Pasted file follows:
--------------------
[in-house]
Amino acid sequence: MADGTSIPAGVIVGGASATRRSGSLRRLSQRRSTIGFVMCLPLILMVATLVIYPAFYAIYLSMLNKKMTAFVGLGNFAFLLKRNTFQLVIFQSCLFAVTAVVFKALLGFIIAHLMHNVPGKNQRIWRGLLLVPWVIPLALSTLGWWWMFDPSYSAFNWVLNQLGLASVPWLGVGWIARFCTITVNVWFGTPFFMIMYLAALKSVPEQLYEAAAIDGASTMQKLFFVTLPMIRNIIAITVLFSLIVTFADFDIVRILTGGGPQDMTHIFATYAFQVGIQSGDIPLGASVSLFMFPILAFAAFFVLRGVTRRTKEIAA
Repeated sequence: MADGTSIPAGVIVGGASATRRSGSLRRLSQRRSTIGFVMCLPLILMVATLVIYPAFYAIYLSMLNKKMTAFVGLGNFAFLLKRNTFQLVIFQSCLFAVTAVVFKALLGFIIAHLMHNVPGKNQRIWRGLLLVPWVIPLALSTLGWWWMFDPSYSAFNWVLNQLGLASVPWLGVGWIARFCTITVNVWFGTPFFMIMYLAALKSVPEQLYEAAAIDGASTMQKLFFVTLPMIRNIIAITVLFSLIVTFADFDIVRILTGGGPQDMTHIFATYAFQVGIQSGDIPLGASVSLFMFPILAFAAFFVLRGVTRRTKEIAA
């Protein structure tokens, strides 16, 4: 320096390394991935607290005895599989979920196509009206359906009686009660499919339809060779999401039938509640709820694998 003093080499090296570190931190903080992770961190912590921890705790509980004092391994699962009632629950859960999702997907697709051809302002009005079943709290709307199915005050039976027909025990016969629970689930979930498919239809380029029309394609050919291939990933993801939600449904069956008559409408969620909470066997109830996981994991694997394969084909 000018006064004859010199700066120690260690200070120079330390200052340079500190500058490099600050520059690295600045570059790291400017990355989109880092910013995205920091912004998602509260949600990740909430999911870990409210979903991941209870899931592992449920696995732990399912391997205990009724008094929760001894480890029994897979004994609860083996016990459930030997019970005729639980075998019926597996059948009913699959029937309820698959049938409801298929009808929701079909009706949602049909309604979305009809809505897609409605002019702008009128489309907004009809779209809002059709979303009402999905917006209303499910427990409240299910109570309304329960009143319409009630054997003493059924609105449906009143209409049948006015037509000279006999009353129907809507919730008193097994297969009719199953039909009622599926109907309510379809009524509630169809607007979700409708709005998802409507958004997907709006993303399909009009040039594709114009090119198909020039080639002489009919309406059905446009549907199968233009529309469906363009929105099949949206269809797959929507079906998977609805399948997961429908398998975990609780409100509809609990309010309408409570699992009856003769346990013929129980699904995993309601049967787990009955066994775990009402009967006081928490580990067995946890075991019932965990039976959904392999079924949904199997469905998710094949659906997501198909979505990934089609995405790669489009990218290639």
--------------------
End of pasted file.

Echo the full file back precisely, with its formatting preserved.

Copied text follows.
[in-house]
Amino acid sequence: MADGTSIPAGVIVGGASATRRSGSLRRLSQRRSTIGFVMCLPLILMVATLVIYPAFYAIYLSMLNKKMTAFVGLGNFAFLLKRNTFQLVIFQSCLFAVTAVVFKALLGFIIAHLMHNVPGKNQRIWRGLLLVPWVIPLALSTLGWWWMFDPSYSAFNWVLNQLGLASVPWLGVGWIARFCTITVNVWFGTPFFMIMYLAALKSVPEQLYEAAAIDGASTMQKLFFVTLPMIRNIIAITVLFSLIVTFADFDIVRILTGGGPQDMTHIFATYAFQVGIQSGDIPLGASVSLFMFPILAFAAFFVLRGVTRRTKEIAA
Repeated sequence: MADGTSIPAGVIVGGASATRRSGSLRRLSQRRSTIGFVMCLPLILMVATLVIYPAFYAIYLSMLNKKMTAFVGLGNFAFLLKRNTFQLVIFQSCLFAVTAVVFKALLGFIIAHLMHNVPGKNQRIWRGLLLVPWVIPLALSTLGWWWMFDPSYSAFNWVLNQLGLASVPWLGVGWIARFCTITVNVWFGTPFFMIMYLAALKSVPEQLYEAAAIDGASTMQKLFFVTLPMIRNIIAITVLFSLIVTFADFDIVRILTGGGPQDMTHIFATYAFQVGIQSGDIPLGASVSLFMFPILAFAAFFVLRGVTRRTKEIAA
């Protein structure tokens, strides 16, 4: 320096390394991935607290005895599989979920196509009206359906009686009660499919339809060779999401039938509640709820694998 003093080499090296570190931190903080992770961190912590921890705790509980004092391994699962009632629950859960999702997907697709051809302002009005079943709290709307199915005050039976027909025990016969629970689930979930498919239809380029029309394609050919291939990933993801939600449904069956008559409408969620909470066997109830996981994991694997394969084909 000018006064004859010199700066120690260690200070120079330390200052340079500190500058490099600050520059690295600045570059790291400017990355989109880092910013995205920091912004998602509260949600990740909430999911870990409210979903991941209870899931592992449920696995732990399912391997205990009724008094929760001894480890029994897979004994609860083996016990459930030997019970005729639980075998019926597996059948009913699959029937309820698959049938409801298929009808929701079909009706949602049909309604979305009809809505897609409605002019702008009128489309907004009809779209809002059709979303009402999905917006209303499910427990409240299910109570309304329960009143319409009630054997003493059924609105449906009143209409049948006015037509000279006999009353129907809507919730008193097994297969009719199953039909009622599926109907309510379809009524509630169809607007979700409708709005998802409507958004997907709006993303399909009009040039594709114009090119198909020039080639002489009919309406059905446009549907199968233009529309469906363009929105099949949206269809797959929507079906998977609805399948997961429908398998975990609780409100509809609990309010309408409570699992009856003769346990013929129980699904995993309601049967787990009955066994775990009402009967006081928490580990067995946890075991019932965990039976959904392999079924949904199997469905998710094949659906997501198909979505990934089609995405790669489009990218290639």